I have since learned that during the few days George left the group (he eventually got back), he wrote several songs that would later appear on his first solo album, the aptly named All Things Must Pass. In other words, George used the ideas that he was trying to communicate with his world-famous rock band to create a masterpiece of his own. And in the humble estimation of this self-proclaimed super fan, it’s the best collection of songs written by any former Beatle.

In a balancing act with lesson number (the best ideas eventually win), creatives need to be aware enough to recognize a good idea, no matter where it comes from. During creative brainstorms, the loud voices tend to win out. Even bad ideas can sound like good ideas when delivered by the right person in the right way. And those voices tend to drown out other, sometimes better ideas, especially from unlikely sources. It’s a good reminder to create a creative environment that encourages every voice to speak up and every idea to be considered.

3. Create a Culture of Creativity—Have Fun

For the uninitiated, the Let It Be sessions were the beginning of the end of The Beatles. From my understanding (before viewing the documentary), this period of time was entrenched in turmoil. And while the documentary certainly captures some of this, my general takeaway was different.

Despite creative differences, George temporarily leaving the band, and Yoko sitting on an amp (when she wasn’t screaming into a microphone), The Beatles genuinely seemed to have fun together. I was impressed with their ability to put differences aside and treat each other (and each other’s significant other) with respect and get good work done. Even as George left the group, the remaining members realized their mistake and made every effort to be contrite and reunite.

From a creative perspective, arguments arise, personalities differ, some valuable members of the group may even leave, but when you create an atmosphere of fun, great things happen. Whether you do this at the beginning of a brainstorm to get the creative juices flowing, or perhaps more importantly, create an ongoing culture of fun, this kind of atmosphere—one of laughter and levity—breeds creativity.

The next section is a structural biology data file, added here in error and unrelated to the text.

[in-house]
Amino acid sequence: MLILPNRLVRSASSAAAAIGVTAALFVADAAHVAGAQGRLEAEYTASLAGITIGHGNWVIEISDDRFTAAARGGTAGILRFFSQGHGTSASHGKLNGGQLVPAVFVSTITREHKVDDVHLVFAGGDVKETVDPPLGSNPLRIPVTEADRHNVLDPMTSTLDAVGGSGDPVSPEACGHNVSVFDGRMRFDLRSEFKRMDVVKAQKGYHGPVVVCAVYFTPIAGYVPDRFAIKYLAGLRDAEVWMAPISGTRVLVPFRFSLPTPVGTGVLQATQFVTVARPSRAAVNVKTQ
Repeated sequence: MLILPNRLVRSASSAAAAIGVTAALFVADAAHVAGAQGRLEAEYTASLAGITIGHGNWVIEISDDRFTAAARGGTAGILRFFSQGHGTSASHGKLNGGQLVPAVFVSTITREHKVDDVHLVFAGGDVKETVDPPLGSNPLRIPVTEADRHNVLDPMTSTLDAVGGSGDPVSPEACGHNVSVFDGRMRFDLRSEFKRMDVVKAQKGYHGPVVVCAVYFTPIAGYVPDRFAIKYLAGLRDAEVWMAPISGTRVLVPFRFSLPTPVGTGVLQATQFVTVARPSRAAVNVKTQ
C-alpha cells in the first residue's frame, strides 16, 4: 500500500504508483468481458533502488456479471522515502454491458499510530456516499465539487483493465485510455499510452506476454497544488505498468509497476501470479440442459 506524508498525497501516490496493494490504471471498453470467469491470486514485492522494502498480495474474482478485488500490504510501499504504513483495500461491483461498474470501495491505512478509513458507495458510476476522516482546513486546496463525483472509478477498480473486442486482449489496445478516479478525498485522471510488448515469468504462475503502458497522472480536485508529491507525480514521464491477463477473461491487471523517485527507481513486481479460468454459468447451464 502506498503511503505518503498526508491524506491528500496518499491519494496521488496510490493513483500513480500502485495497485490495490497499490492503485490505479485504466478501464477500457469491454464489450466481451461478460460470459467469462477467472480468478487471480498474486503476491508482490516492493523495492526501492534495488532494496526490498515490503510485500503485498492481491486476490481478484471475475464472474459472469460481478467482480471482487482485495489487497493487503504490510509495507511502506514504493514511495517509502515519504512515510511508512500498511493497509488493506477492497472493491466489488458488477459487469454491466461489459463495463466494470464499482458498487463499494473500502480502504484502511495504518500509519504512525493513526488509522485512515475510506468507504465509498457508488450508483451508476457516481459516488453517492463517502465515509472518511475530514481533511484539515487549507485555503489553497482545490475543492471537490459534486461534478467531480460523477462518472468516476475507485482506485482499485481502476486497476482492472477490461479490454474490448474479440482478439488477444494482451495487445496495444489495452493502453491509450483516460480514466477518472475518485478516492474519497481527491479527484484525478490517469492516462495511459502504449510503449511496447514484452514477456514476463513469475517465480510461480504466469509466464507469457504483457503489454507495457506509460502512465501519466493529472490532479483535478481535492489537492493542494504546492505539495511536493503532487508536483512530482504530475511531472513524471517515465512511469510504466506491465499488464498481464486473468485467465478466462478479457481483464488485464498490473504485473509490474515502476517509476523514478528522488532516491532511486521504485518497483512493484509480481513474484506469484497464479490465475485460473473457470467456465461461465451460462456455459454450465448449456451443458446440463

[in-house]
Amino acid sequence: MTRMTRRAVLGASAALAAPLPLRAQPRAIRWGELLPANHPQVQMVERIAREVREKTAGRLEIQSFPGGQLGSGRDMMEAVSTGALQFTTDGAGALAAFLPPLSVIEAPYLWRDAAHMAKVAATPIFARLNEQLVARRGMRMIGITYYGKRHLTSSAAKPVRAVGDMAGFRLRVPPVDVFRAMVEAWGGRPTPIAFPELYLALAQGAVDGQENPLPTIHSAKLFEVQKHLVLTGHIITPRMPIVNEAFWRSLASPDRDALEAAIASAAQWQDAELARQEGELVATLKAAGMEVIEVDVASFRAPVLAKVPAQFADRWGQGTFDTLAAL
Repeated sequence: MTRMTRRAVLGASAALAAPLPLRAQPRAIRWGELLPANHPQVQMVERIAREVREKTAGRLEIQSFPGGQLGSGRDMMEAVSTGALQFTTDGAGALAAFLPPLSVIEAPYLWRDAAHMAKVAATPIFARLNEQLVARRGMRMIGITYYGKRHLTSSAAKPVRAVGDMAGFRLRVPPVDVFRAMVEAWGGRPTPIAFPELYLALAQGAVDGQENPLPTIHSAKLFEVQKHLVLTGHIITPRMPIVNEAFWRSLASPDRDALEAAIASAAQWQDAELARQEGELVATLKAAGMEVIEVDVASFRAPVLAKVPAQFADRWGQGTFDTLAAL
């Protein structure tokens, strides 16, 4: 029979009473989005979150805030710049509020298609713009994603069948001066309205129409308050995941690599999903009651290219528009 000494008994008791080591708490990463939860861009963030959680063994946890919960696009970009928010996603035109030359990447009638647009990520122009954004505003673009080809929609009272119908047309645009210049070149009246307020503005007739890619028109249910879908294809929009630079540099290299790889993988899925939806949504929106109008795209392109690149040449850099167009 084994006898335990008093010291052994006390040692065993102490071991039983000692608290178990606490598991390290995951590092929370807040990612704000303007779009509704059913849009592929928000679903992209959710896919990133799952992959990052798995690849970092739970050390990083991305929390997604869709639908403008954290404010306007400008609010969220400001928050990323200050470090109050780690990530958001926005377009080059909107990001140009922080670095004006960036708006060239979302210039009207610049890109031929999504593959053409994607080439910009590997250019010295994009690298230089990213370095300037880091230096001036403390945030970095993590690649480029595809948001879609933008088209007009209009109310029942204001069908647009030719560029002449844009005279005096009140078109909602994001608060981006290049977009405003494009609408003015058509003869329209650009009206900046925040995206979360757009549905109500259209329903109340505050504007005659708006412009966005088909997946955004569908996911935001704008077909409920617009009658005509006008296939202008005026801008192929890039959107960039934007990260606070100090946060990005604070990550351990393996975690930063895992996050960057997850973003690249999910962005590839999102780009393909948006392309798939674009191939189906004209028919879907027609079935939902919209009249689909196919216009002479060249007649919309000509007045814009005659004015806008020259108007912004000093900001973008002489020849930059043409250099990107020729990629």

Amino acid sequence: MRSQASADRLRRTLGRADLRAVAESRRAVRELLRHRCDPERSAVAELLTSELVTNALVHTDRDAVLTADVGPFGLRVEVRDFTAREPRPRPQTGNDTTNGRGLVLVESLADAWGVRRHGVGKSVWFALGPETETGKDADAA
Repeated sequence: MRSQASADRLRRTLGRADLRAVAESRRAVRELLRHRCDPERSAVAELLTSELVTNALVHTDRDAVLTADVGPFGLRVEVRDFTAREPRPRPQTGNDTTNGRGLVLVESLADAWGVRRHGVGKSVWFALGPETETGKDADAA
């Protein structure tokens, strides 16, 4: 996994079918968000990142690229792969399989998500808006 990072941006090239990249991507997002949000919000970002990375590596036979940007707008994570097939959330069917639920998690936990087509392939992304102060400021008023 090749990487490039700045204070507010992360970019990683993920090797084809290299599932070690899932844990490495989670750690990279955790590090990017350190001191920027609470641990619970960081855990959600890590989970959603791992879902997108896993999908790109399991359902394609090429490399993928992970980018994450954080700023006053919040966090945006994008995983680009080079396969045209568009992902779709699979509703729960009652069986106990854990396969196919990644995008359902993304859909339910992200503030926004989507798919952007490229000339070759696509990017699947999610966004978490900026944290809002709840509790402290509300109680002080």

4. Don’t Be Afraid to Make a Creative Course Correction

“The Beatles: Get Back” not only tells the story of the band recording their final (released) album, it also documents the decision-making process that went into their final public appearance. Both projects were huge undertakings that hit multiple creative snags along the way. The band began filming the sessions for a TV show and an upcoming concert, but the specifics of where (and exactly what) were as yet undetermined.

Over the course of the documentary, the band moved between studios and evolved their ideas to adjust to complications and fit within certain constraints. Eventually, they landed on an idea that became perhaps the most famous (and infamous for its illegality) concert ever.

The Beatles final public concert took place on the rooftop of Apple Corps (not that Apple) headquarters in London. It was unannounced, unceremonious, and to the dismay of a large gathering of onlookers, totally unauthorized. In fact, the show was shut down by the London police, not long after it started. It was nonetheless, a genius idea that evolved from a longer list of other failed ideas.

Drawing parallels to present day, creative ideas aren’t always in final form the first try. But that doesn’t necessarily mean they’re bad from the outset. Some ideas take the long and winding road to greatness, so don’t be afraid to make a creative course correction when needed. If you’ve ever had the idea that “there’s something good in there somewhere,” you’re probably right. You might just be an iteration away.

Whether you’re engaged in the practical pursuits of a creative career or you’ve fully embraced the mop top phenomenon (bangs are back, no need to feel ashamed), take it from the creative quartet themselves. Follow these four lessons to turn off your mind, relax and float down the proverbial stream of consciousness toward better, more complete creative ideas.